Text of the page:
Or do you not know that your body is a temple of the Holy Spirit within you, whom you have from God? You are not your own, for you were bought with a price. So glorify God in your body.
1 Corinthians 6:19-20 ESV
I grew up in a fundamental Christian culture where I was taught to believe that our desires, especially the sexual ones were bad.
My understanding was that when one craved certain “sinful” things it was because they were bad. A good person craved good things.
Childhood sexual abuse mixed in with these dangerous beliefs birthed an identity saturated with toxic shame.
An early memory as a teen comes to mind of sitting in my room fighting off “bad desires” by visualizing a castle where God was the King. I knew if I gave into those desires, I was destroying His castle, making it an unfit place for Him to live. If I didn’t give into those desires, God was pleased with me and wasn’t ashamed to dwell inside of me. I also believed when I gave into the bad desires that evil could move in.
I didn’t grow up in church, but my mother watched the TV preachers most Sundays. I learned by listening to them that confessing to God meant forgiveness. I also spent a lot of time in my room begging God to forgive me for giving into sinful desires and being bad. I thought if I beat myself up enough He’d be satisfied and finally forgive me.
Thankfully, as an adult I learned about God’s grace and compassion and stopped feeling it necessary to earn God’s forgiveness by beating myself up. When I came to the realization that Jesus suffered and died for my sins, I felt a tremendous relief in my soul.
However, today I am still in the process of learning what it means to have a body that God calls His temple. I have recently enrolled in a trauma informed coaching class where I am learning about the effects of trauma in our bodies. I am fascinated by the science of how our bodies do not forget the traumas that have happened to us. There is still so much that I do not understand about this, but what I have learned thus far has been incredibly valuable and healing for me.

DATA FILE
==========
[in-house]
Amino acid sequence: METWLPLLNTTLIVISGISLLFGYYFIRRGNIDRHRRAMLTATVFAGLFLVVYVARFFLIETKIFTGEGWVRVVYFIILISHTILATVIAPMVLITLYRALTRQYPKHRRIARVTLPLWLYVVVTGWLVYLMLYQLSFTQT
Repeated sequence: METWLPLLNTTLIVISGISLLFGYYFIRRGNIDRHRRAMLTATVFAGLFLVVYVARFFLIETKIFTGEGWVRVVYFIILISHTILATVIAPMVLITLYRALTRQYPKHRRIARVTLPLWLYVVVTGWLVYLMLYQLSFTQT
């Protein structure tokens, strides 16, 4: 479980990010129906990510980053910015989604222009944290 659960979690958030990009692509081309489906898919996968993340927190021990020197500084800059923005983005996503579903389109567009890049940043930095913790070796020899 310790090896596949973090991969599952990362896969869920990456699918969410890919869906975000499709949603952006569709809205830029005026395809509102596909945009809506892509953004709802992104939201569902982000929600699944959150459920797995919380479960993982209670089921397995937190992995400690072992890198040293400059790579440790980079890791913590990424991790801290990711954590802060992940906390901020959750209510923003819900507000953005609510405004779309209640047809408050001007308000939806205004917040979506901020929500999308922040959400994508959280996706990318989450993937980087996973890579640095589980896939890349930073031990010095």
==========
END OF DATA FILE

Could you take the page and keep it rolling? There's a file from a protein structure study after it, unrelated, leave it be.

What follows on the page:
When we pay attention to our bodies, we learn that they have something important to say to us about our pain.
Inside our beautiful, amazing and complex body systems, we find a temple that honors our pain and holds it until we notice it and are able to do the same.
Once I had an experience with the King of my temple. His reaction to the shame I was feeling about my desires surprised and deeply soothed me. I realized He was the one holding my pain. It turns out He never left me even on my worst days.
We glorify God in our body when we honor what we feel by paying attention to it and being curious about what it wants to tell us. I believe we do the most damage to ourselves when we ignore what we are feeling or beat ourselves up.
I have held onto this memory every time I have wanted to give up on myself and believe I was incapable of anything good.
I recognize today when I honor my body by acknowledging how it feels, I am honoring my Creator, too.
I believe the work being done today around trauma and our bodies is a gift from our Creator to us.
If you are interested in learning more, here are a few helpful resources.